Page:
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FE and social justice: Top six education committee chair recommendations

FE and social justice: Top six education committee chair recommendations

Robert Halfon is set to give the keynote address on the theme of social justice and skills at an event run by the Centre of Social Justice, the Learning and Work Institute, and the Open University on Monday morning.

The chair of the Commons education select committee will set out his vision for how FE and HE can help the economy grow and deliver social justice.

FE Week has highlighted six of Mr Halfon’s ideas for how this can happen.

  1. Tapered levy payments for employers taking on disadvantaged apprentices

Mr Halfon – who has previously spoken passionately about the need to better support disadvantaged apprentices – will urge the government to be “smarter” about how the levy is used.

“We could, for example, introduce a taper allowing employers to pay smaller contributions if they develop apprenticeships for disadvantaged pupils, and if they address skills shortages,” he will say.

“Once we are clear about what works best, we could then make a powerful case for expanding the levy.”

  1. Massive roll-out of degree apprenticeships

The former skills minister will repeat his earlier call for half of university students to be on degree apprenticeships – but also to propose a penalty for those universities that don’t offer them.

“There are currently just 11,600 degree apprenticeships. I hope that one day, half of all university students are doing them,” he will say.

He will urge the government to “ring-fence some of the enormous public subsidy that still goes to universities, so that universities can only draw down on this protected funding stream if they offer degree apprenticeships,” by way of incentive.

  1. Functional skills not GCSE English and maths

He will add his voice to those of other major sector figures, including Mark Dawe, chief executive of the Association of Employment and Learning Providers, by calling for the controversial GCSE English and maths resit policy to be scrapped.

“FE can be a vital player in helping the current and next generation build the basic skills they need,” he will say.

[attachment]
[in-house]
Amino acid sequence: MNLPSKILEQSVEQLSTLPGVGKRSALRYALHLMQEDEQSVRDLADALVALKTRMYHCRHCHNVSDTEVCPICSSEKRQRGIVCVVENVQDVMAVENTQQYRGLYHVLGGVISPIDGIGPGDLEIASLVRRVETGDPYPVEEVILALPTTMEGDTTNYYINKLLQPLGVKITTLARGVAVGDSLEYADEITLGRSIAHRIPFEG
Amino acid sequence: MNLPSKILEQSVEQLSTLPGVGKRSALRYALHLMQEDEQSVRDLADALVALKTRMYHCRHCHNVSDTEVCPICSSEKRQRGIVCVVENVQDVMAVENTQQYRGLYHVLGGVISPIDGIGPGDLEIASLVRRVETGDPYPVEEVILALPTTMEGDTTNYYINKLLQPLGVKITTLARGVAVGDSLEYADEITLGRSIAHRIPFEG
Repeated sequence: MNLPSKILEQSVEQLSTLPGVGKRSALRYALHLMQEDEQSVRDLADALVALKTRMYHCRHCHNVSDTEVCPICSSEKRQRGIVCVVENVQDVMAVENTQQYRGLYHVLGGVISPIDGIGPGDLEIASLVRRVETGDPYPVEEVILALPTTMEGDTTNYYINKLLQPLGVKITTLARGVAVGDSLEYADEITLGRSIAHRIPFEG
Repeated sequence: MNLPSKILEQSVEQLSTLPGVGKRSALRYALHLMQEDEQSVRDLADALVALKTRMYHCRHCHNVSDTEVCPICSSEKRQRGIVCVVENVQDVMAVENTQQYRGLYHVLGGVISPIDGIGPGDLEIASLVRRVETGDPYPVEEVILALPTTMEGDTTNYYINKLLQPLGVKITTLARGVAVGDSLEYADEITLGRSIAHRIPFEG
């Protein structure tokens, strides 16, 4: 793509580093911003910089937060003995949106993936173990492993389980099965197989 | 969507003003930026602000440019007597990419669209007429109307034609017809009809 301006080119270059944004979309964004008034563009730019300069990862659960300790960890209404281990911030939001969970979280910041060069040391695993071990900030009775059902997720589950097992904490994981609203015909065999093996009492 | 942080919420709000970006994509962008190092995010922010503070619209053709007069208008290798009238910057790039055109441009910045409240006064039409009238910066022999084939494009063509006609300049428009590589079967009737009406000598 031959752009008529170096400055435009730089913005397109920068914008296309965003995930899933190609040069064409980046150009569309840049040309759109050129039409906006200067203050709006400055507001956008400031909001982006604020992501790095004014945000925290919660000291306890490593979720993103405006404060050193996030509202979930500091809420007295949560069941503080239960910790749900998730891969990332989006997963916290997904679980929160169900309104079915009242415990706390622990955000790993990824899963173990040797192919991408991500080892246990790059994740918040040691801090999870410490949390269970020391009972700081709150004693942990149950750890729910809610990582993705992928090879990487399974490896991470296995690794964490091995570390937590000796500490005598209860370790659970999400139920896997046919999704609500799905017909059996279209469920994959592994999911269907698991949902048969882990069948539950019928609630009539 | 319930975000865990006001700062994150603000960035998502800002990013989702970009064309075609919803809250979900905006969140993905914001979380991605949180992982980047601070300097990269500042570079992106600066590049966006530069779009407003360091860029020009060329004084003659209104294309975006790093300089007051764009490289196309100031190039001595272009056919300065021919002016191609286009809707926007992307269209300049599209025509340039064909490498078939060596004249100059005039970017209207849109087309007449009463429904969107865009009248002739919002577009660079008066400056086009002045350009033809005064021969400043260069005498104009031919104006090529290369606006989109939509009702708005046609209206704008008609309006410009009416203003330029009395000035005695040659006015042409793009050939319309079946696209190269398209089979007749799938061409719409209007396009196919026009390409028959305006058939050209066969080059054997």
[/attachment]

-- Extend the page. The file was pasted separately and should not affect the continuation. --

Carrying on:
“However, rather than swallow valuable resources by insisting on retakes for those who fail English and maths (with failure rates of over two thirds in each case), we should be offering these individuals functional skills courses to improve their basic literacy and numeracy.”

  1. Better support for FE colleges to deliver higher-level and technical courses

“There is a strong need for intermediate skills,” Mr Halfon will say – rather than the “over-supply” of graduates that currently exists.

Instead, he will propose that colleges “which are ideally place to offer flexible and local options” should be “better supported and incentivised to deliver intermediate and higher technical courses”.

  1. Universities as centres of technical excellence

The “graduate premium” – the extra money that a graduate will earn over their lifetime compared with a non-graduate – “varies wildly”, he will say – with some returns “paltry”.

As part of his plans for “rebalancing higher education” he will suggest that universities “that do not provide a good return on academic courses could reinvent themselves as centres of technical excellence”.

  1. Clear routes from FE into HE

Mr Halfon will call for the creation of “clear routes” from FE into HE, which could be supported through “Next-step loans for individual higher education modules”.

“To build a continuum of learning, we must also make it easy for people to learn flexibly throughout their lives,” he will say.

Article courtesy of FE Week (www.feweek.co.uk)

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